Local club raising money to fight sickle cell
By Nick Hiltunen
Published in News on August 26, 2007 2:06 AM
Jewel Frazier remembers her friend Dolly Fields' daughter, a young 20-something who lost her life to sickle cell anemia years ago.
That's part of the reason she and others gathered Saturday for the Goldsboro Epicurean Civic Club's annual Sickle Cell Telethon at Berkeley Mall.
The group hopes to raise $100,000 to help battle the disease by the end of September.
Mrs. Frazier wants to make sure other young people do not lose their lives.
"They knew she had had it from the time she was a pre-teen," she said. "She had a lot of life ahead of her. She was a beautiful girl, too."
But such young deaths have become fewer, said Marcia Wright, executive director of the eastern chapter of the Sickle Cell Disease Assocation of America.
That's because life expectancy has increased as new treatments arrived and better pediatric care and checks become more common, Mrs. Wright said.
As recently as 1980, sickle cell almost always killed its victims at about 20 years old, she said. Now, patients can expect to live up to 50 years, she said.
The increase in life expectancy has led to different -- perhaps happier -- roles for members of the Sickle Cell Disease Association to play, she said.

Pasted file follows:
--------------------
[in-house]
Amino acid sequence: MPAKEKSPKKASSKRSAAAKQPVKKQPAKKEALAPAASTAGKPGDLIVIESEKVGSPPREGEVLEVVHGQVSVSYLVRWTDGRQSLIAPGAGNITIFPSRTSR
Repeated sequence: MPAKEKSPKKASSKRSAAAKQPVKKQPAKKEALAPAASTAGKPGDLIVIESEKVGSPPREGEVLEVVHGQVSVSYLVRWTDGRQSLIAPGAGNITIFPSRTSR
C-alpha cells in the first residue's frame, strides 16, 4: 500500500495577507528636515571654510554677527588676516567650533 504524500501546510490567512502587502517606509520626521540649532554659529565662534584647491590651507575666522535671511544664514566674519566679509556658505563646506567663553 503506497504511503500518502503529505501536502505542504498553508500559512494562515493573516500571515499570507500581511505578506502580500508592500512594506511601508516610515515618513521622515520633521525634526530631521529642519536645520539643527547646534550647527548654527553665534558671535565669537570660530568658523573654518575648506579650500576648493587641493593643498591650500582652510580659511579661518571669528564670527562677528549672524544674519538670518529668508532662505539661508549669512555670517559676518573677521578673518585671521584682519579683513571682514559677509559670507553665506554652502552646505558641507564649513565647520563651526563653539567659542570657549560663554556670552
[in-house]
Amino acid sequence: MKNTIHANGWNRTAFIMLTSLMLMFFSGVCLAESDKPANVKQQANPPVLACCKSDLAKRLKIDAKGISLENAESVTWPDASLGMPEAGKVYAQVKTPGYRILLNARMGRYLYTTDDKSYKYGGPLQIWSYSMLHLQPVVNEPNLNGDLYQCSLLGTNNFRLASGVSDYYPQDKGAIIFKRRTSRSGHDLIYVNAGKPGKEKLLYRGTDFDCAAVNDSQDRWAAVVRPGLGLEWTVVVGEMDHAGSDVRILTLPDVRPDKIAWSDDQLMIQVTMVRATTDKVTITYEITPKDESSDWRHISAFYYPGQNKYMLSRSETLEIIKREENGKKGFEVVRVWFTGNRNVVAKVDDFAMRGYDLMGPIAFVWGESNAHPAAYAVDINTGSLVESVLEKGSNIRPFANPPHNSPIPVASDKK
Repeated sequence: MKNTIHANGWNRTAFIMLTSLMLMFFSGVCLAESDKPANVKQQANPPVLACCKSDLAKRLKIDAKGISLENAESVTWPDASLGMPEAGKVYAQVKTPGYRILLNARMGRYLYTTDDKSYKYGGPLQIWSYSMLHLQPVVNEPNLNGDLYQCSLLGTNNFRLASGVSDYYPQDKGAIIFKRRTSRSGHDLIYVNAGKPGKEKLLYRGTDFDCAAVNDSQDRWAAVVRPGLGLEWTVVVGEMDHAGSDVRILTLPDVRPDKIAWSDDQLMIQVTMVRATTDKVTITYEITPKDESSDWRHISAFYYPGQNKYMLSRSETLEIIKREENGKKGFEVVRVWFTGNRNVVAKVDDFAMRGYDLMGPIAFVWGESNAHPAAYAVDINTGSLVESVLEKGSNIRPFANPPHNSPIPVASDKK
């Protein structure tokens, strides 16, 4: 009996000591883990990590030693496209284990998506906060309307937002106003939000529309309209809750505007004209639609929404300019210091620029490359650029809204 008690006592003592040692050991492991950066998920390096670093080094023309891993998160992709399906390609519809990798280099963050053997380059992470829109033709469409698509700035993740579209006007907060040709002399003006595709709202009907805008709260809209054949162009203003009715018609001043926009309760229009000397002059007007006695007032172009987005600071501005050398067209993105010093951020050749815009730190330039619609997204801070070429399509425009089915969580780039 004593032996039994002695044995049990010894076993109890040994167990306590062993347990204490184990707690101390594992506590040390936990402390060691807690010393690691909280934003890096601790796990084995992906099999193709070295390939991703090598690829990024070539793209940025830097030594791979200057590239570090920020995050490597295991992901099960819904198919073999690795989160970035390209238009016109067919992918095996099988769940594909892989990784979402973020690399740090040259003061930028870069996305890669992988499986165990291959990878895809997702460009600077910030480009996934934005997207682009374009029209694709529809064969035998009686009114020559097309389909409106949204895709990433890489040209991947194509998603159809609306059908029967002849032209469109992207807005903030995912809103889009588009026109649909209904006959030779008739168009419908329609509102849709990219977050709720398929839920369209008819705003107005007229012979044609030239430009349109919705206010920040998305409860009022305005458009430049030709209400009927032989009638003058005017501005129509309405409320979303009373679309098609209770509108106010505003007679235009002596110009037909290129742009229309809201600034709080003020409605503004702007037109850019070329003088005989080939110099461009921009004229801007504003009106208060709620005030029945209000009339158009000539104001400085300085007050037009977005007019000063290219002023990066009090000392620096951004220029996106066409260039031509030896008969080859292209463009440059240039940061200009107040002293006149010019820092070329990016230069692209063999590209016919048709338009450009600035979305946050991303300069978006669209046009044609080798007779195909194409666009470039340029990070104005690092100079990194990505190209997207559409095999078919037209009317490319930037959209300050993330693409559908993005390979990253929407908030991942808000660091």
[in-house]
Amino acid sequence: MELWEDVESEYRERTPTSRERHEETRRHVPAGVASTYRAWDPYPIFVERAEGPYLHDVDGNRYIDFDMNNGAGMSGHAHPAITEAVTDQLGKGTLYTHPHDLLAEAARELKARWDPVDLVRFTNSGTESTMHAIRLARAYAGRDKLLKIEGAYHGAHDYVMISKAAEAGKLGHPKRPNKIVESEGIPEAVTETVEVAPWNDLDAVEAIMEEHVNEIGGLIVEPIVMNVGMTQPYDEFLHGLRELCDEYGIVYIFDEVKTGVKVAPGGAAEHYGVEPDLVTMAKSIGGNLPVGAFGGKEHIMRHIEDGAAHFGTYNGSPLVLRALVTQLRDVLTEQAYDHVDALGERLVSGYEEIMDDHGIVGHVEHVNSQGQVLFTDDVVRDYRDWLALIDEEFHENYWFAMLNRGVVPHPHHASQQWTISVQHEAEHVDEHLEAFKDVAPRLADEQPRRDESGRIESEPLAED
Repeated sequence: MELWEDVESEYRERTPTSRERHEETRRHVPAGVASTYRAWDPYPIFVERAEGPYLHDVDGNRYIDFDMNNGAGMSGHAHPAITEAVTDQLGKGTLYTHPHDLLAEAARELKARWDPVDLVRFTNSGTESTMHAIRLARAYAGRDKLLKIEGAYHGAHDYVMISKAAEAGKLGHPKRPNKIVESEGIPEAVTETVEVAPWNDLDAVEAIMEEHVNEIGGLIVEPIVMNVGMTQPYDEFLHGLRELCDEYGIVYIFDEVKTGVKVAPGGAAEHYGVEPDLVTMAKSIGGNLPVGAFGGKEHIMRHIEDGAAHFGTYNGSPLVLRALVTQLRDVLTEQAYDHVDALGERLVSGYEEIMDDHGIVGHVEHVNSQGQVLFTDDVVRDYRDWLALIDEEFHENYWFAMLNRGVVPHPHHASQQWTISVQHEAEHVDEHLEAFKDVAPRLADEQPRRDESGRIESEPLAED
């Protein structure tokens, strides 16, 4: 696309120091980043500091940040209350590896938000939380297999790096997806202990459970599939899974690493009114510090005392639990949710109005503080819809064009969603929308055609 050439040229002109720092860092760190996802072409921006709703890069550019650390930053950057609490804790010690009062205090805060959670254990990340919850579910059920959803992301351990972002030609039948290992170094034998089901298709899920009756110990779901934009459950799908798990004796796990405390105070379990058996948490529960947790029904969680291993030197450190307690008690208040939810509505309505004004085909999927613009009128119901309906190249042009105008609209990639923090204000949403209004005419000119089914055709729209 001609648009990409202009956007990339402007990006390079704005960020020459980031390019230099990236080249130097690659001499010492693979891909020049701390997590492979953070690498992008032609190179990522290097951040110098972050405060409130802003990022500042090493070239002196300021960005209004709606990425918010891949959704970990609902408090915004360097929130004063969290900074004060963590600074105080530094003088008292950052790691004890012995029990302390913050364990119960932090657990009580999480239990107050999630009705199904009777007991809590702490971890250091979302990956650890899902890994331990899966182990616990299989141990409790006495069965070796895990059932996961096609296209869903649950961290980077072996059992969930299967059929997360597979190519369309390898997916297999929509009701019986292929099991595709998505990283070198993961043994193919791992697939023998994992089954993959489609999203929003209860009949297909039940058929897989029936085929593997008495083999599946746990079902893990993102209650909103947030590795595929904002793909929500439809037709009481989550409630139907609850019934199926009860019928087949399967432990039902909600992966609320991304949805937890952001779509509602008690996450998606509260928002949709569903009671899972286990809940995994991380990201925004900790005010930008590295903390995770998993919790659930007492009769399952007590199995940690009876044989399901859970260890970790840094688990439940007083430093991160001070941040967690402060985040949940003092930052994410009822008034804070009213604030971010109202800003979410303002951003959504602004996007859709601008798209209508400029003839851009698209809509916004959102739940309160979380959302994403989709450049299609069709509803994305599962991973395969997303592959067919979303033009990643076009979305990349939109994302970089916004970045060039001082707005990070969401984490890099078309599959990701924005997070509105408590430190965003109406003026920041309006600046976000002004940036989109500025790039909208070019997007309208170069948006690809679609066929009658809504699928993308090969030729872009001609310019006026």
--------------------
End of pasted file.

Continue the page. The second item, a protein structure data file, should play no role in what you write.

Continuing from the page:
"We're trying especially to get to our adolescents, to get them to be more prepared as adults, to better prepare them for a full life," Mrs. Wright said.
Curtis Meadows Jr., the Epicurean Club's chairman, said the annual event turned 23 years old this year.
"Awareness is the main thing -- making people aware of what this illness is all about and what we're doing to stop it," Meadows said in between ballet and gospel singing performances at the mall.
Sheriff Carey Winders was on hand for the event, speaking with Rep. Louis M. Pate, R-Mount Olive, for much of the event.
He said research into one disease can sometimes help with another.
"Every time they look for the cure for one disease, often they find a cure for something else out of it," Winders said, adding that a friend of his lost his wife to sickle cell anemia.
Pate said that "some populations don't realize how much impact this disease has ... and it's a disease waiting for a cure."
Ms. Wright said Wayne County has 75 documented cases of sickle cell anemia. A total of 320 documented cases exist between Wayne, Carteret, Craven, Greene, Jones, Lenoir, Onslow and Pamlico counties, she said.
Pledges can still be made through Sept. 30, by calling 734-6120.
Checks should be made payable to the Sickle Cell Association, Eastern North Carolina and mailed to: Epicurean Civic Club, P.O. Box 1882, Goldsboro, N.C. 77533.
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